Delivering a construction project completed, on schedule and within the agreed budget is crucial for everyone involved. Delays due to product availability, staffing issues, or equipment malfunction are challenges all projects must overcome. However, unaddressed environmental risks can ultimately derail a project and significantly impact the schedule and budget. Although project impacts due to environmental incidents are less frequent, the resulting cleanup costs associated with these incidents can be significant. Therefore, it is imperative that project owners hire qualified contractors they can trust to execute the project successfully and avoid being left with costly environmental issues.
General and Trade Contractors are required to have the following:
- Pollution Prevention Practices – These are written documents on the best practices to recognize and mitigate environmental risks. They are provided to contractors to train their employees on the best practices to prevent environmental incidents from occurring. Pollution Prevention
- Contractors Pollution Liability (CPL) Insurance Policy – All Commercial General Liability (CGL) insurance policies contain some form of total pollution exclusion. Occasionally insurance carriers are willing to give back limited coverage by endorsement; however, these endorsements do not typically address all risks, leaving a contractor exposed.
General contractors can be held liable for the property damage or bodily injury of others due to their contracting operations. Contractors Pollution Liability provides third-party coverage for bodily injury, property damage, defense expenses and clean-up costs for pollution conditions arising from covered contracting operations performed by or on behalf of the insured.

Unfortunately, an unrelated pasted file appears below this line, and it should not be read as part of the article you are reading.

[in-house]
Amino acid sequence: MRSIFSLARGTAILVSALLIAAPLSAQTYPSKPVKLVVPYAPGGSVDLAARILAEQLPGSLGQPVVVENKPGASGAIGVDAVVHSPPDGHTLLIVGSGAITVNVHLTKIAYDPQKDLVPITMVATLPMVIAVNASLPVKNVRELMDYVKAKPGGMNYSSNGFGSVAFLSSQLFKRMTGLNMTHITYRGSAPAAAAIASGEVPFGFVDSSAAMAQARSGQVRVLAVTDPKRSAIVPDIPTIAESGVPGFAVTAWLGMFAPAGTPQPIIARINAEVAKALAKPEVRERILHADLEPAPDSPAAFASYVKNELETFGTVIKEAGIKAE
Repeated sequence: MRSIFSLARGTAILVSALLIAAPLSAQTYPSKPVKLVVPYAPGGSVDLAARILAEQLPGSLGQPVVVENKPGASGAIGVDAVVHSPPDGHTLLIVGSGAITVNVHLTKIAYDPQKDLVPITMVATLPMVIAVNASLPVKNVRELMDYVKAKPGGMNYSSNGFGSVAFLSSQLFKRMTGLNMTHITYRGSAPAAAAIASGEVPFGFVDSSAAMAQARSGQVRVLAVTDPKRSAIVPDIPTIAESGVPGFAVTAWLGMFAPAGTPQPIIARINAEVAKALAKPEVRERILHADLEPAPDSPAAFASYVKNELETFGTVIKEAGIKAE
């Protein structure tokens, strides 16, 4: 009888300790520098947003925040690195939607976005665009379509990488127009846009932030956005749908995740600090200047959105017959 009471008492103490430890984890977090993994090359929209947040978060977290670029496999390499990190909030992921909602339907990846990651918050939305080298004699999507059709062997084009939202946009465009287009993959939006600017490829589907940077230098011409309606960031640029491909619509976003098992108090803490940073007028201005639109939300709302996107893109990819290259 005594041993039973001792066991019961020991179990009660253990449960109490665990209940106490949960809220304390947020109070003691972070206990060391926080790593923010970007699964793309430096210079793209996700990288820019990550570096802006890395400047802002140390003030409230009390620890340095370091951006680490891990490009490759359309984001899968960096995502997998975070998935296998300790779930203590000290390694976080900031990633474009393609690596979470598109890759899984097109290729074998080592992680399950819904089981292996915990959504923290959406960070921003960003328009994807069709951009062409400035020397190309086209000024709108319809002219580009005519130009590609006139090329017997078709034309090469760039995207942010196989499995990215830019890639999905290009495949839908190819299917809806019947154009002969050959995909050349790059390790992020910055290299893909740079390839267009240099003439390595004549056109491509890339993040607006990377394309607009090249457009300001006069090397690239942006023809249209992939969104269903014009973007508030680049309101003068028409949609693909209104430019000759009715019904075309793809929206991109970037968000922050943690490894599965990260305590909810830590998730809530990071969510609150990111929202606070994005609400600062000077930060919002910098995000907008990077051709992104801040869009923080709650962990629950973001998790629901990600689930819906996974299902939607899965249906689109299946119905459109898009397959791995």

Not only that, when pollution claims arise due to the work completed by a contractor, the project owner may be held responsible. Projects being completed in commercial and residential areas alike have the potential to affect many different groups of stakeholders which may include:
- Nearby Residents
- Nearby Businesses
- Employees, both of the project owner & contractors
- Customers/Patients + Guests + Lenders/Investors
- Users of natural resources
Those who experience property damage, bodily injury or cleanup costs may seek retribution against the project owner. The following are examples of how a pollution incident can negatively affect a project owner:
- Residents who are required to evacuate the premise due to a pollution incident may seek monetary damages to repair their property and cover medical or living expenses.
- Nearby businesses, which may be forced to close temporarily, may seek compensation for their lost revenue.
- Contractors working on the site of the project owner may opt to sue the project owner for negligence and failure to provide a safe workplace instead of filing a claim on their employer’s Workers Compensation policy.
- Employees of the project owner may be exposed to harmful pollutants which can lead to workers’ compensation claims and reduced employee moral.
- Customers and all other visitors to the site during and after construction can also be adversely affected and may seek compensation. Such events bring negative publicity that can damage the project owner’s image for years.
- Lenders may have collateral impairment, and investors may lose money on their investments. Both may demand retribution in the face of a loss.
- An environmental incident can be a public relations challenge for project owners.
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